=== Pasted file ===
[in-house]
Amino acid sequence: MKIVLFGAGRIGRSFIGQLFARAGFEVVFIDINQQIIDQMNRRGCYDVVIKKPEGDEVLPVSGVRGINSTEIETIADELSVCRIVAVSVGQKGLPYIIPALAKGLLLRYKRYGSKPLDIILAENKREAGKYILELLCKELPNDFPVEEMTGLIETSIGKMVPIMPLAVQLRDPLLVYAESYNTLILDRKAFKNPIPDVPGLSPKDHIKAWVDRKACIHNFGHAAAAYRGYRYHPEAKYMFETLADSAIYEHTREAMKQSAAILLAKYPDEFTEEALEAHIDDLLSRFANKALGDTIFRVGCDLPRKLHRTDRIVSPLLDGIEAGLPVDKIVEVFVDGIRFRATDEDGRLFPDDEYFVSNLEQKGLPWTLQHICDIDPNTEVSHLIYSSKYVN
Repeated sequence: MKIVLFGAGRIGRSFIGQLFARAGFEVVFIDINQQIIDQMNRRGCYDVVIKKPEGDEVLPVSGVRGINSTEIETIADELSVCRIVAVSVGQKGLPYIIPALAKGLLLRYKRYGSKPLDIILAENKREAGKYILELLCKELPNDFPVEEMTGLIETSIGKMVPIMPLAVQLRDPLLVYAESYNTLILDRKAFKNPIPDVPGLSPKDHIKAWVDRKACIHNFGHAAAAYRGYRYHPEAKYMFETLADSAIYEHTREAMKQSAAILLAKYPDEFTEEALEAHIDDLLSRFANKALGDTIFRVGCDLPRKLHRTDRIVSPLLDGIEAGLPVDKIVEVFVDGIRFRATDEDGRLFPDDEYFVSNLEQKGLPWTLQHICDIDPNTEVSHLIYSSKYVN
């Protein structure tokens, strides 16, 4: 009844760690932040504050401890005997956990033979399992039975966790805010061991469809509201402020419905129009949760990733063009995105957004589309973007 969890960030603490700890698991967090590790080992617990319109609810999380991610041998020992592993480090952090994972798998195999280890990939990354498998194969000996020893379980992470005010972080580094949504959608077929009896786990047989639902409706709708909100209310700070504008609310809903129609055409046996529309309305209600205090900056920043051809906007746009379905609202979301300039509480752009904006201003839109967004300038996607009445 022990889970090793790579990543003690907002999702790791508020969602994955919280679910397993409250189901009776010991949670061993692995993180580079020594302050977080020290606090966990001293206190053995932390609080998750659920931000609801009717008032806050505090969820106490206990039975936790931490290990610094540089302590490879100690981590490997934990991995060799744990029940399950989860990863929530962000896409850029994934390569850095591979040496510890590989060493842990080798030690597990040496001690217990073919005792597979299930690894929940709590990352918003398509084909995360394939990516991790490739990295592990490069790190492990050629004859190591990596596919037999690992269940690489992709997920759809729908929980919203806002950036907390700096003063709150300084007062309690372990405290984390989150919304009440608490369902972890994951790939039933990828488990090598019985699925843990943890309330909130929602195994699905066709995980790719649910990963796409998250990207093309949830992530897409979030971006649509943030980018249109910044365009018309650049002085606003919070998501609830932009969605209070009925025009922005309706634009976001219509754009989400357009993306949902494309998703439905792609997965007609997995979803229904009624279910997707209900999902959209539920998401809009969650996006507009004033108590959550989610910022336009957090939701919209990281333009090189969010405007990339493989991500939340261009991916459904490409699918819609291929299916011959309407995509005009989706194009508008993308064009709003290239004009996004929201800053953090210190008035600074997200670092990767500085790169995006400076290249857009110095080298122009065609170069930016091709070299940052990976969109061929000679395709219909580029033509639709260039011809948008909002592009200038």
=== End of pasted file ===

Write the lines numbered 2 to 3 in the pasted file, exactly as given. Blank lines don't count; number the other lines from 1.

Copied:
Amino acid sequence: MKIVLFGAGRIGRSFIGQLFARAGFEVVFIDINQQIIDQMNRRGCYDVVIKKPEGDEVLPVSGVRGINSTEIETIADELSVCRIVAVSVGQKGLPYIIPALAKGLLLRYKRYGSKPLDIILAENKREAGKYILELLCKELPNDFPVEEMTGLIETSIGKMVPIMPLAVQLRDPLLVYAESYNTLILDRKAFKNPIPDVPGLSPKDHIKAWVDRKACIHNFGHAAAAYRGYRYHPEAKYMFETLADSAIYEHTREAMKQSAAILLAKYPDEFTEEALEAHIDDLLSRFANKALGDTIFRVGCDLPRKLHRTDRIVSPLLDGIEAGLPVDKIVEVFVDGIRFRATDEDGRLFPDDEYFVSNLEQKGLPWTLQHICDIDPNTEVSHLIYSSKYVN
Repeated sequence: MKIVLFGAGRIGRSFIGQLFARAGFEVVFIDINQQIIDQMNRRGCYDVVIKKPEGDEVLPVSGVRGINSTEIETIADELSVCRIVAVSVGQKGLPYIIPALAKGLLLRYKRYGSKPLDIILAENKREAGKYILELLCKELPNDFPVEEMTGLIETSIGKMVPIMPLAVQLRDPLLVYAESYNTLILDRKAFKNPIPDVPGLSPKDHIKAWVDRKACIHNFGHAAAAYRGYRYHPEAKYMFETLADSAIYEHTREAMKQSAAILLAKYPDEFTEEALEAHIDDLLSRFANKALGDTIFRVGCDLPRKLHRTDRIVSPLLDGIEAGLPVDKIVEVFVDGIRFRATDEDGRLFPDDEYFVSNLEQKGLPWTLQHICDIDPNTEVSHLIYSSKYVN